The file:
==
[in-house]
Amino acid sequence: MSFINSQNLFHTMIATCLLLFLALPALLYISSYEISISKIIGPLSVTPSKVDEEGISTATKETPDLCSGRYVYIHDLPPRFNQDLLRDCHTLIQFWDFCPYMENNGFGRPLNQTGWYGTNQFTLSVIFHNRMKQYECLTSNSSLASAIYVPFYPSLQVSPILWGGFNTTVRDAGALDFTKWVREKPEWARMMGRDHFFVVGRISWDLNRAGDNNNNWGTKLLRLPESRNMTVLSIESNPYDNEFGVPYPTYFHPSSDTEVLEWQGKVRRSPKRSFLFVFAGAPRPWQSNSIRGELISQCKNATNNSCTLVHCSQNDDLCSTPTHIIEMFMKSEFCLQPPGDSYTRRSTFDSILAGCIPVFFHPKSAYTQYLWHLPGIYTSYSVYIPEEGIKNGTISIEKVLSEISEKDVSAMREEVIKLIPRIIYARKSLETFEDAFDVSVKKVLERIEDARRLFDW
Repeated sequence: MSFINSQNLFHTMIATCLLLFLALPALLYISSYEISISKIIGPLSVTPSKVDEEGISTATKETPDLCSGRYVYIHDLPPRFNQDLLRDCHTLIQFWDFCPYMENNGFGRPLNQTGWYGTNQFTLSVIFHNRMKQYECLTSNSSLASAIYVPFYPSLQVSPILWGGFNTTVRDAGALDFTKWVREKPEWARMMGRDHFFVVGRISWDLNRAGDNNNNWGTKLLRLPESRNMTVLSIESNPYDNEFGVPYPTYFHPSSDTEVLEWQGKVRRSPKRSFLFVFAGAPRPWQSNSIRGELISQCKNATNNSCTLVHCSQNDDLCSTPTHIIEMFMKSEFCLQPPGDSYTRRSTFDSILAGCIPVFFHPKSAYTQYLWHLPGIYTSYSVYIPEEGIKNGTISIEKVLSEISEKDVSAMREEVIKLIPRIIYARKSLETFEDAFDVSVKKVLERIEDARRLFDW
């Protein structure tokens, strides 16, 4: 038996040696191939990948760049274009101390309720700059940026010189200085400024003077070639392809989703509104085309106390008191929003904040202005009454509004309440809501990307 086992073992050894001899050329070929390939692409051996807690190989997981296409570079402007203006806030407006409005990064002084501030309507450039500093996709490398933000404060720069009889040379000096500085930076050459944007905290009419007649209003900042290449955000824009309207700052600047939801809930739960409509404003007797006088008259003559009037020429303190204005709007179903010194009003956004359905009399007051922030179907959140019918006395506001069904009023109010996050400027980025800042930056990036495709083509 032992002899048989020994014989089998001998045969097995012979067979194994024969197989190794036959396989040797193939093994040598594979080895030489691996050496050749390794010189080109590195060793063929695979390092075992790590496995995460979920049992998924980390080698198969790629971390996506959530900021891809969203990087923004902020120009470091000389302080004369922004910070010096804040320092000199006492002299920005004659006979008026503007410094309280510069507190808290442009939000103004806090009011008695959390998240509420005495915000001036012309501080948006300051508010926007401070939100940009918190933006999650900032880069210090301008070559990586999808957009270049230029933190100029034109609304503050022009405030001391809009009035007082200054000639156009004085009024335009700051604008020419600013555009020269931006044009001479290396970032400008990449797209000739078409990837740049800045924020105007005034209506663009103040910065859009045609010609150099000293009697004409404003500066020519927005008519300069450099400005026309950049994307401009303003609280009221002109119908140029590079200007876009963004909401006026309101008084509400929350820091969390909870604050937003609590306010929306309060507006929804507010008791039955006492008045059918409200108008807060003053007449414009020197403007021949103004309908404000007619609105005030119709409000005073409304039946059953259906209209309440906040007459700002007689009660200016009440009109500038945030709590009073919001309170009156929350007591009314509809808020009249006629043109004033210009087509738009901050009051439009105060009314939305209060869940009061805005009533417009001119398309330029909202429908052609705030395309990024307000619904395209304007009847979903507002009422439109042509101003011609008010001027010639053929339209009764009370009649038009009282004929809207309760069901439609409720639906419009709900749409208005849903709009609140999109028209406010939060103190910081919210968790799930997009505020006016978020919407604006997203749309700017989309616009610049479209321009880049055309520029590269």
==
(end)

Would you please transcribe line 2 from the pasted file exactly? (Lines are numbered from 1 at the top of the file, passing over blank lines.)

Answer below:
Amino acid sequence: MSFINSQNLFHTMIATCLLLFLALPALLYISSYEISISKIIGPLSVTPSKVDEEGISTATKETPDLCSGRYVYIHDLPPRFNQDLLRDCHTLIQFWDFCPYMENNGFGRPLNQTGWYGTNQFTLSVIFHNRMKQYECLTSNSSLASAIYVPFYPSLQVSPILWGGFNTTVRDAGALDFTKWVREKPEWARMMGRDHFFVVGRISWDLNRAGDNNNNWGTKLLRLPESRNMTVLSIESNPYDNEFGVPYPTYFHPSSDTEVLEWQGKVRRSPKRSFLFVFAGAPRPWQSNSIRGELISQCKNATNNSCTLVHCSQNDDLCSTPTHIIEMFMKSEFCLQPPGDSYTRRSTFDSILAGCIPVFFHPKSAYTQYLWHLPGIYTSYSVYIPEEGIKNGTISIEKVLSEISEKDVSAMREEVIKLIPRIIYARKSLETFEDAFDVSVKKVLERIEDARRLFDW